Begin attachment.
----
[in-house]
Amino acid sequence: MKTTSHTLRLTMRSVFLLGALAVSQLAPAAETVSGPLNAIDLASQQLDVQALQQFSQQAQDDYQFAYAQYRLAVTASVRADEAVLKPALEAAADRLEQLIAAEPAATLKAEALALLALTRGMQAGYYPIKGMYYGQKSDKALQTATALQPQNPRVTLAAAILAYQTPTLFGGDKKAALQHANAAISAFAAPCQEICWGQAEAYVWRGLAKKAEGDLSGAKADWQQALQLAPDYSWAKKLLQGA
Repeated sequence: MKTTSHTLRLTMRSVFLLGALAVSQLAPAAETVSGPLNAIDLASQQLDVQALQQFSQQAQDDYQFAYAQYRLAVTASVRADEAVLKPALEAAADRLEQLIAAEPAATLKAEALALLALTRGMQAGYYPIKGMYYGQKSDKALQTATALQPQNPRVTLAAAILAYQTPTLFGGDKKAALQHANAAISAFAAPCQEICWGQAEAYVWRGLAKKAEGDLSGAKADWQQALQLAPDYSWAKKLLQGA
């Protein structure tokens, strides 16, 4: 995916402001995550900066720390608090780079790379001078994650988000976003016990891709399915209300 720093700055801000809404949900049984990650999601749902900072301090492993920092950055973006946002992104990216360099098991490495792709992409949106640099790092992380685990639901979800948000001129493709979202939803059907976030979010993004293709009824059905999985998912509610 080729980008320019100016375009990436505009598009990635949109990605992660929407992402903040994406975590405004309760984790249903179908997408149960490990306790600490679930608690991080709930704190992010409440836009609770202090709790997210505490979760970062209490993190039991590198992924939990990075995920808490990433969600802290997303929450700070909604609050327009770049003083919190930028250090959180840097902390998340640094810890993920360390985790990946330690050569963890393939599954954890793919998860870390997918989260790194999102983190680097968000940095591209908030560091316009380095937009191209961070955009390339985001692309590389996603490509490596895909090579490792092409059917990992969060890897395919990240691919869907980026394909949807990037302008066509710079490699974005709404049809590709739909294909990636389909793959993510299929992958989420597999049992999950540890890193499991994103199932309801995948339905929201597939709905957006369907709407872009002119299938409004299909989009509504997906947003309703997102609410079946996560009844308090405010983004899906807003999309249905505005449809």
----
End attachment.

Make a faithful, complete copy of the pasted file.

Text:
[in-house]
Amino acid sequence: MKTTSHTLRLTMRSVFLLGALAVSQLAPAAETVSGPLNAIDLASQQLDVQALQQFSQQAQDDYQFAYAQYRLAVTASVRADEAVLKPALEAAADRLEQLIAAEPAATLKAEALALLALTRGMQAGYYPIKGMYYGQKSDKALQTATALQPQNPRVTLAAAILAYQTPTLFGGDKKAALQHANAAISAFAAPCQEICWGQAEAYVWRGLAKKAEGDLSGAKADWQQALQLAPDYSWAKKLLQGA
Repeated sequence: MKTTSHTLRLTMRSVFLLGALAVSQLAPAAETVSGPLNAIDLASQQLDVQALQQFSQQAQDDYQFAYAQYRLAVTASVRADEAVLKPALEAAADRLEQLIAAEPAATLKAEALALLALTRGMQAGYYPIKGMYYGQKSDKALQTATALQPQNPRVTLAAAILAYQTPTLFGGDKKAALQHANAAISAFAAPCQEICWGQAEAYVWRGLAKKAEGDLSGAKADWQQALQLAPDYSWAKKLLQGA
């Protein structure tokens, strides 16, 4: 995916402001995550900066720390608090780079790379001078994650988000976003016990891709399915209300 720093700055801000809404949900049984990650999601749902900072301090492993920092950055973006946002992104990216360099098991490495792709992409949106640099790092992380685990639901979800948000001129493709979202939803059907976030979010993004293709009824059905999985998912509610 080729980008320019100016375009990436505009598009990635949109990605992660929407992402903040994406975590405004309760984790249903179908997408149960490990306790600490679930608690991080709930704190992010409440836009609770202090709790997210505490979760970062209490993190039991590198992924939990990075995920808490990433969600802290997303929450700070909604609050327009770049003083919190930028250090959180840097902390998340640094810890993920360390985790990946330690050569963890393939599954954890793919998860870390997918989260790194999102983190680097968000940095591209908030560091316009380095937009191209961070955009390339985001692309590389996603490509490596895909090579490792092409059917990992969060890897395919990240691919869907980026394909949807990037302008066509710079490699974005709404049809590709739909294909990636389909793959993510299929992958989420597999049992999950540890890193499991994103199932309801995948339905929201597939709905957006369907709407872009002119299938409004299909989009509504997906947003309703997102609410079946996560009844308090405010983004899906807003999309249905505005449809």